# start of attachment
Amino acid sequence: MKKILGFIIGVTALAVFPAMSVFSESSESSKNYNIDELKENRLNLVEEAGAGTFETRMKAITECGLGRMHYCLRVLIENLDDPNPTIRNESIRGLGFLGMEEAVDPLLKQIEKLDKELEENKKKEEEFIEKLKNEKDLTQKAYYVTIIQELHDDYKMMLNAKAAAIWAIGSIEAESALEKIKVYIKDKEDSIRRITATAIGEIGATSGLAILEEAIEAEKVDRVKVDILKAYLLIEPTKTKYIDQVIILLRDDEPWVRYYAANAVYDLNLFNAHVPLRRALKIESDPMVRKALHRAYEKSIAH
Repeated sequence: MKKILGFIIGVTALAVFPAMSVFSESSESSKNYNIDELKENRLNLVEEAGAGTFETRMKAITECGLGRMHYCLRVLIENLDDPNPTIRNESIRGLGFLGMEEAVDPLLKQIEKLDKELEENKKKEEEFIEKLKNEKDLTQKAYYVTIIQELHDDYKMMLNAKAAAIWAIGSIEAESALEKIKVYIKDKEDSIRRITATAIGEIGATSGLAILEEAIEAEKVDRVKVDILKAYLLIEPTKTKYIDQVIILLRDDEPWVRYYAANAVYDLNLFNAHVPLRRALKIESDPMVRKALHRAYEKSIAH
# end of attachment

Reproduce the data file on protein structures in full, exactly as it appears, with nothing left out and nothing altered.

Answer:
Amino acid sequence: MKKILGFIIGVTALAVFPAMSVFSESSESSKNYNIDELKENRLNLVEEAGAGTFETRMKAITECGLGRMHYCLRVLIENLDDPNPTIRNESIRGLGFLGMEEAVDPLLKQIEKLDKELEENKKKEEEFIEKLKNEKDLTQKAYYVTIIQELHDDYKMMLNAKAAAIWAIGSIEAESALEKIKVYIKDKEDSIRRITATAIGEIGATSGLAILEEAIEAEKVDRVKVDILKAYLLIEPTKTKYIDQVIILLRDDEPWVRYYAANAVYDLNLFNAHVPLRRALKIESDPMVRKALHRAYEKSIAH
Repeated sequence: MKKILGFIIGVTALAVFPAMSVFSESSESSKNYNIDELKENRLNLVEEAGAGTFETRMKAITECGLGRMHYCLRVLIENLDDPNPTIRNESIRGLGFLGMEEAVDPLLKQIEKLDKELEENKKKEEEFIEKLKNEKDLTQKAYYVTIIQELHDDYKMMLNAKAAAIWAIGSIEAESALEKIKVYIKDKEDSIRRITATAIGEIGATSGLAILEEAIEAEKVDRVKVDILKAYLLIEPTKTKYIDQVIILLRDDEPWVRYYAANAVYDLNLFNAHVPLRRALKIESDPMVRKALHRAYEKSIAH